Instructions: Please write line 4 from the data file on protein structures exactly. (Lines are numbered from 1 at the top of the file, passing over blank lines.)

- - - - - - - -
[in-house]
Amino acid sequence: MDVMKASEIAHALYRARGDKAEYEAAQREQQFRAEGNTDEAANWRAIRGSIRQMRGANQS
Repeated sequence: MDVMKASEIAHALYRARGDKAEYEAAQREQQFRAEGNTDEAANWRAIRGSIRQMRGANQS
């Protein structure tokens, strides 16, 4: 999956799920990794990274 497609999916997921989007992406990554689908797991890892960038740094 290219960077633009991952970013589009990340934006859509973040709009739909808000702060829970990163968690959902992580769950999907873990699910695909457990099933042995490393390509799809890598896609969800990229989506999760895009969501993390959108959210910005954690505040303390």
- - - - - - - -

């Protein structure tokens, strides 16, 4: 999956799920990794990274 497609999916997921989007992406990554689908797991890892960038740094 290219960077633009991952970013589009990340934006859509973040709009739909808000702060829970990163968690959902992580769950999907873990699910695909457990099933042995490393390509799809890598896609969800990229989506999760895009969501993390959108959210910005954690505040303390």